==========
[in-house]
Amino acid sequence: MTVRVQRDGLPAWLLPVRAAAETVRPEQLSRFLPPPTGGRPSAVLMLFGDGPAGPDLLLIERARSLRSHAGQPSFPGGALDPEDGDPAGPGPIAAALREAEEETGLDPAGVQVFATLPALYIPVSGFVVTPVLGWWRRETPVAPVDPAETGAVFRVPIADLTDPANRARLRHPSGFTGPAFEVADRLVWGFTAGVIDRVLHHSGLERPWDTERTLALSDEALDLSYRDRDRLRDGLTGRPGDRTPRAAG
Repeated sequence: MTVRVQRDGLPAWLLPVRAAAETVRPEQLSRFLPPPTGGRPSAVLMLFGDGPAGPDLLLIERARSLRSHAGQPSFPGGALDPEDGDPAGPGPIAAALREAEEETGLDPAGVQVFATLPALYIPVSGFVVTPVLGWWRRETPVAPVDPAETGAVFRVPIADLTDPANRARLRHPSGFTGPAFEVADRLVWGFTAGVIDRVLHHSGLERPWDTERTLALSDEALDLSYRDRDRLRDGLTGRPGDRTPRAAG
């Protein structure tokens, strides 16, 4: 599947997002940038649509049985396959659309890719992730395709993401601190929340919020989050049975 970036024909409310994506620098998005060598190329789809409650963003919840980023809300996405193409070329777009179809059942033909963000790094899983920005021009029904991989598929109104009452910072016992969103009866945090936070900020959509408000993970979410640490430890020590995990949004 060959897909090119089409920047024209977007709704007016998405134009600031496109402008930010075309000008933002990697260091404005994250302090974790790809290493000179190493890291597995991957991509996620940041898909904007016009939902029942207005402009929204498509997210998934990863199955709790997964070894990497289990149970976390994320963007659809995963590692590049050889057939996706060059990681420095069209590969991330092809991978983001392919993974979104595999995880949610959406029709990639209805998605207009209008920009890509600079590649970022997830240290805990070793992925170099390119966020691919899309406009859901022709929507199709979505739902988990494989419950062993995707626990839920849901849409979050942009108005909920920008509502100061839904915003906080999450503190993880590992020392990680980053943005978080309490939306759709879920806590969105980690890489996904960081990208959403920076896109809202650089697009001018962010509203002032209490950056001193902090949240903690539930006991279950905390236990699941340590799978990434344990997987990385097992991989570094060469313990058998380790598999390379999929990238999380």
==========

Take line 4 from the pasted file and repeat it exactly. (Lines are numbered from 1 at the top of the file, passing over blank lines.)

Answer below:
């Protein structure tokens, strides 16, 4: 599947997002940038649509049985396959659309890719992730395709993401601190929340919020989050049975 970036024909409310994506620098998005060598190329789809409650963003919840980023809300996405193409070329777009179809059942033909963000790094899983920005021009029904991989598929109104009452910072016992969103009866945090936070900020959509408000993970979410640490430890020590995990949004 060959897909090119089409920047024209977007709704007016998405134009600031496109402008930010075309000008933002990697260091404005994250302090974790790809290493000179190493890291597995991957991509996620940041898909904007016009939902029942207005402009929204498509997210998934990863199955709790997964070894990497289990149970976390994320963007659809995963590692590049050889057939996706060059990681420095069209590969991330092809991978983001392919993974979104595999995880949610959406029709990639209805998605207009209008920009890509600079590649970022997830240290805990070793992925170099390119966020691919899309406009859901022709929507199709979505739902988990494989419950062993995707626990839920849901849409979050942009108005909920920008509502100061839904915003906080999450503190993880590992020392990680980053943005978080309490939306759709879920806590969105980690890489996904960081990208959403920076896109809202650089697009001018962010509203002032209490950056001193902090949240903690539930006991279950905390236990699941340590799978990434344990997987990385097992991989570094060469313990058998380790598999390379999929990238999380």